KPERS cuts are costly

The governor’s cuts to KPERS send the state on a costly detour.
The governor’s cuts to KPERS send the state on a costly detour.

Gov. Sam Brownback’s plan to reduce payments to the state’s pension system undercuts the reforms he helped champion and would cost taxpayers billions of dollars.

Surely there is a better way to pay for his tax cuts.

In 2012, after decades of underfunding the Kansas Public Employees Retirement System, the Legislature passed reforms to increase state and employee contributions to KPERS and to create a hybrid “cash-balance plan” for employees hired after Jan. 1, 2015. Brownback bragged about these reforms when he was running for re-election, and he continues to boast about them.

“We have enacted reform and succeeded in devoting considerably more resources to what was a badly underfunded system,” Brownback said in his State of the State address last week.

But the funding cuts Brownback ordered for this fiscal year and those he proposes for the future undermine this progress.

In order to help close this year’s budget shortfall, Brownback is withholding $58 million in state payments to KPERS. The loss of that money and its investment earnings will cost the state $76.7 million over 20 years, said Alan Conroy, executive director of KPERS.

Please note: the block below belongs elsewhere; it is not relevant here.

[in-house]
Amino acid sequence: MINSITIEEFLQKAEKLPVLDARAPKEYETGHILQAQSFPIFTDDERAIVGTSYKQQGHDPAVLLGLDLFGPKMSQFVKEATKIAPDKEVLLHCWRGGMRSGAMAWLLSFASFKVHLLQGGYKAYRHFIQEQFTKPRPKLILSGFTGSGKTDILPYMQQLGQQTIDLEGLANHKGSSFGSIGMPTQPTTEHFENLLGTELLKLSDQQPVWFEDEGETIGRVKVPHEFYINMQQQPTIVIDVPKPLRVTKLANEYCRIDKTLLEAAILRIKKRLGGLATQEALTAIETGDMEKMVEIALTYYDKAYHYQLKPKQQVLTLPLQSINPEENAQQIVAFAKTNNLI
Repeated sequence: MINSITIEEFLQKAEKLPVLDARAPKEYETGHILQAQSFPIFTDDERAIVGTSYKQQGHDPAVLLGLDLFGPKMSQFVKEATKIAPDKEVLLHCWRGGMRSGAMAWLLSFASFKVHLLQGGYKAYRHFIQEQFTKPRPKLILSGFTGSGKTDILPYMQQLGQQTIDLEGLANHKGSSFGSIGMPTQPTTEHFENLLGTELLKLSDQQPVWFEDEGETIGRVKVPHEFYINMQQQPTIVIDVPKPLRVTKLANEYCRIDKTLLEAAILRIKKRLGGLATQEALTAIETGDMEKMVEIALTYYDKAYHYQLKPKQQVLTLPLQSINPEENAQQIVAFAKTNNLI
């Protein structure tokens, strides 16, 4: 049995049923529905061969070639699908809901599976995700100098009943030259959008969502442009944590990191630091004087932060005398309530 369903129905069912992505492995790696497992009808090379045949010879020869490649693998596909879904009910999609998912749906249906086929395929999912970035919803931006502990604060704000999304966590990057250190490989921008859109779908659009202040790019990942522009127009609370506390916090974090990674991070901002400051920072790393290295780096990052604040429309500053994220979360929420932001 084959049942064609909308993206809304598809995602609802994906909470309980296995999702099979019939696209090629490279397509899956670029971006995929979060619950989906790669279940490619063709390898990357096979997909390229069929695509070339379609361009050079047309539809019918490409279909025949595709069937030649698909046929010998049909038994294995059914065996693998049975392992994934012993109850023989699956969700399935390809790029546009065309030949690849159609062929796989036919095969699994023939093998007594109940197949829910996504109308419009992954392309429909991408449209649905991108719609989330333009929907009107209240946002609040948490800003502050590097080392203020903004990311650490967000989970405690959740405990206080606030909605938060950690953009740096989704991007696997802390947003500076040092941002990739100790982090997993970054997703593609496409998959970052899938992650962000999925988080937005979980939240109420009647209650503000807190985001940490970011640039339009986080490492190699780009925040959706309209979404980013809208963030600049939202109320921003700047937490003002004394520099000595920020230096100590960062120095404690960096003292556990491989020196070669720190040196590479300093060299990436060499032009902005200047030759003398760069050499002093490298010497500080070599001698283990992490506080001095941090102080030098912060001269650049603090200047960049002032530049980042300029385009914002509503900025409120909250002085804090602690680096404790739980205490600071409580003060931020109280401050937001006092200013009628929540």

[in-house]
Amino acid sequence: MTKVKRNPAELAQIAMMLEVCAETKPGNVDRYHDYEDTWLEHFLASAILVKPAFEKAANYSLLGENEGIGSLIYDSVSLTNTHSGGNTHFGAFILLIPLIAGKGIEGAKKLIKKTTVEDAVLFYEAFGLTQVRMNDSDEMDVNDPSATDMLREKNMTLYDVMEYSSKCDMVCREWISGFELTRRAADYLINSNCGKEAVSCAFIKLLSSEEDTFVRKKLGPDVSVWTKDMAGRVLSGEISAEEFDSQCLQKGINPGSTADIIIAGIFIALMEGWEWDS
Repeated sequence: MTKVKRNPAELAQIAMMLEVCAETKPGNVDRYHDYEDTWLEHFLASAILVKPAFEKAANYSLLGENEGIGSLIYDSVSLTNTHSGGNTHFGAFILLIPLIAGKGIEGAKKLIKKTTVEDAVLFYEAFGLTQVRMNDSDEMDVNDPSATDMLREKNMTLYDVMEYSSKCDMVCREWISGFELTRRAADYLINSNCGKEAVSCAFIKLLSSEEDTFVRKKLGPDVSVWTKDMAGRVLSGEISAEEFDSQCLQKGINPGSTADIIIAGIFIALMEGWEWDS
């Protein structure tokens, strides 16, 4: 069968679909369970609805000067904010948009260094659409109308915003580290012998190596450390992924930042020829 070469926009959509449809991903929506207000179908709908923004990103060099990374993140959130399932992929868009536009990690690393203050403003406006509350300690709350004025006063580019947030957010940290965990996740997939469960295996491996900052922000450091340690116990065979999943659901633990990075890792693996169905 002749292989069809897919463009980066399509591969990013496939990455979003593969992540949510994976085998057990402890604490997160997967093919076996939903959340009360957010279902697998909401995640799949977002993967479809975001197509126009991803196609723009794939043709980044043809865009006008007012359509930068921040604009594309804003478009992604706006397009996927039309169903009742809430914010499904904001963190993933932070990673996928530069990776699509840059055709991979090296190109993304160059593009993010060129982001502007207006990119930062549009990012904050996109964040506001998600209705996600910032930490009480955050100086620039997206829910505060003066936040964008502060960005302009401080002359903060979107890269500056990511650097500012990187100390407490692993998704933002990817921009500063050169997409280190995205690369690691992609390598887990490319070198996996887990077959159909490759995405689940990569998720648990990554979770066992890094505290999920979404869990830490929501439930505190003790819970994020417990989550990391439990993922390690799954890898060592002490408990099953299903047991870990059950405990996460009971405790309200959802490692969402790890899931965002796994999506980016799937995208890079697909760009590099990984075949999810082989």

Much more significantly, Brownback wants to extend the date for the state eliminating KPERS’ unfunded liability from 2033 to 2043. Doing so would enable the state to lower its annual contributions but would cost an additional $9.1 billion (non-inflation adjusted) – nearly doubling the current unfunded liability.

To help cover these costs, Brownback proposed borrowing $1.5 billion. These bond proceeds and their investment income would result in a net cost to KPERS of Brownback’s proposals of about $3.7 billion.

However, the state general fund would be responsible for the debt service on the bonds, which likely would cost more than $90 million per year for 30 years – or more than $2.7 billion. There is also the risk that another stock-market downturn could cause the state to pay more in interest on the bonds than what KPERS earns in investment income.

Kansas teachers and state employees feel betrayed by Brownback’s proposal. They supported the 2012 reform, which increased their employee contributions to KPERS, because they saw it as a shared sacrifice to shore up the pension system. But now the state is already trying to wiggle out of its funding commitment.

Several state lawmakers, including Senate Vice President Jeff King, R-Independence, also have been critical of Brownback’s backtracking on the 2012 reforms.

Brownback said in his State of the State address that “all of those truly interested in fiscal prudence should support putting our state retirement system on a sound long-term footing.”

The 2012 reforms put the state on that path. Brownback’s cuts send the state on a costly detour.

For the editorial board, Phillip Brownlee